3
$\begingroup$

For $K\subseteq \mathbb{R}^d$ compact, let $C_{\mathrm{c}}^{\infty}(K)$ denote the space of smooth functions on (an open neighborhood of) $K$ with compact support contained in $K$ with the usual Fréchet space subspace topology inherited from $C^{\infty}(K)$, and denote by $C_{\mathrm{c}}^{\infty}(K)^*$ the dual with the Mackey topology (or, equivalently, the strong polar topology). For $U\subseteq \mathbb{R}^d$ open, let $C_{\mathrm{c}}^{\infty}(U)$ denote the LF-space of smooth functions with compact support contained in $U$, and denote by $C_{\mathrm{c}}^{\infty}(U)^*$ the space of generalized-functions on $U$, again, with the Mackey topology (or equivalently the strong polar topology).

If $K\subseteq U$, we have extension-by-zero maps $C_{\mathrm{c}}^{\infty}(K)\rightarrow C_{\mathrm{c}}^{\infty}(U)$, and we thereby obtain restriction maps $C_{\mathrm{c}}^{\infty}(U)^*\rightarrow C_{\mathrm{c}}^{\infty}(K)^*$.

Is it true that $\operatorname{colim}_{\substack{U\supseteq K \\ U\text{ open}}}C_{\mathrm{c}}^{\infty}(U)^*=C_{\mathrm{c}}^{\infty}(K)^*$? That is, is $C_{\mathrm{c}}^{\infty}(K)^*$ the colimit in the category of locally-convex spaces of $C_{\mathrm{c}}^{\infty}(U)^*$ as $U$ ranges over all open sets which contain $K$?

For what it's worth, the motivation is that this colimit is the usual definition of the sheaf on a not-necessarily-open subset $K$ (or if you like, the global sections of the inverse image sheaf under the inclusion $K\hookrightarrow \mathbb{R}^d$), and so it would be nice if this colimit had a relatively concrete description.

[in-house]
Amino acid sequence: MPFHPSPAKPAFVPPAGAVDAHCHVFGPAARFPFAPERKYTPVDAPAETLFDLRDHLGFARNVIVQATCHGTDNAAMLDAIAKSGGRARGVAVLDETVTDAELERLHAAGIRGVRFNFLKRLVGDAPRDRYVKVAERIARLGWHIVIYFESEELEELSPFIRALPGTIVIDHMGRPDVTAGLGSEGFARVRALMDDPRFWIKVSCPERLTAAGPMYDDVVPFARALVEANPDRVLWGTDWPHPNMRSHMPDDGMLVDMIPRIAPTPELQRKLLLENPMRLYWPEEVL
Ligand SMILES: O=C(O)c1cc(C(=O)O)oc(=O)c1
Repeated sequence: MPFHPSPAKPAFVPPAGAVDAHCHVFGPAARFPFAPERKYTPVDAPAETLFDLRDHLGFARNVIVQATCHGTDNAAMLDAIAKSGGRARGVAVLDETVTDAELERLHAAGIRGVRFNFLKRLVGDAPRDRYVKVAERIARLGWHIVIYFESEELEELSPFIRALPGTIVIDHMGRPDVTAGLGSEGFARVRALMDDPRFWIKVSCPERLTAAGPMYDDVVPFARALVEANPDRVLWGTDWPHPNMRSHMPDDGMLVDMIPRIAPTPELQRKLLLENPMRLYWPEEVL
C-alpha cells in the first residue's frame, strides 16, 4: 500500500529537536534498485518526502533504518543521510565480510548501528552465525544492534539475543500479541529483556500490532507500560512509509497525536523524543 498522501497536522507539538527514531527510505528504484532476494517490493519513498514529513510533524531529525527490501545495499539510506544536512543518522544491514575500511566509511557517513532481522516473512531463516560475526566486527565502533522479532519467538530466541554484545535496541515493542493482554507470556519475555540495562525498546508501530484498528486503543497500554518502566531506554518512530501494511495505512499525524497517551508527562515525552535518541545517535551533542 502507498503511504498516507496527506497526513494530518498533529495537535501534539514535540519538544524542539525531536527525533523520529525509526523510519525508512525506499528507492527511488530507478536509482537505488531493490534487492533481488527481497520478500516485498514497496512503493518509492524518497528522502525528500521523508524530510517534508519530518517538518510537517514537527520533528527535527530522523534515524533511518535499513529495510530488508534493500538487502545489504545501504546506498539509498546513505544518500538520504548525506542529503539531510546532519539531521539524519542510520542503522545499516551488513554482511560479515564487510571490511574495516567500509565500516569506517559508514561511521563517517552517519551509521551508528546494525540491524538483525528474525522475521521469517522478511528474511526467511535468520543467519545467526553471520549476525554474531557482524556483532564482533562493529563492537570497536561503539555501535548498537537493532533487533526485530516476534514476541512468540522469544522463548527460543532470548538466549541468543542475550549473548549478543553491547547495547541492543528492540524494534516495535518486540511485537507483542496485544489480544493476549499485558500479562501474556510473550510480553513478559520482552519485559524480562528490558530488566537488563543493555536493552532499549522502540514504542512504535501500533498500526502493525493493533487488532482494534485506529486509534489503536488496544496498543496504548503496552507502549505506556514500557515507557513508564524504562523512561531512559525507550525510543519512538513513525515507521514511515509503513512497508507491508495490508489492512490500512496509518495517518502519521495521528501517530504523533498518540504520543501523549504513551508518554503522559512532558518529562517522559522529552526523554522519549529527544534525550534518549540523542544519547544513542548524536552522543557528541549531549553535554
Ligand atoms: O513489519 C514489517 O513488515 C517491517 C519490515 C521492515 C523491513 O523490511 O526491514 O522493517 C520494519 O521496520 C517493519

$\endgroup$
1
$\begingroup$

I think that the answer is yes. For the algebraic equality one needs that $C^\infty_c(K)$ is topologically equal to the (projective) limit $\lim C^\infty_c(U)$ and this follows from the fact that $C^\infty_c(K)$ is a topological subspace of each $C^\infty_c(U)$. The toplogical equality co$\lim C^\infty_c(U)^\ast =C^\infty_c(K)^\ast$ then should follow from an open mapping theorem: The identity from the left hand side to the right is clearly continuous (functoriality of the Mackey topology) and it is open because the colimt is a webbed space (because it is enough to consider a decreasing sequence $U_n$ with intersection $K$) and $C^\infty_c(K)^\ast$ is ultrabornological (it is the strong dual of a Fréchet-Schwartz space), one can thus apply de Wilde's open mapping theorem (see, e.g., theorem 24.30 in the book Introduction to Functional Analysis of Meise and Vogt).

$\endgroup$

Your Answer

By clicking “Post Your Answer”, you agree to our terms of service, privacy policy and cookie policy

Not the answer you're looking for? Browse other questions tagged or ask your own question.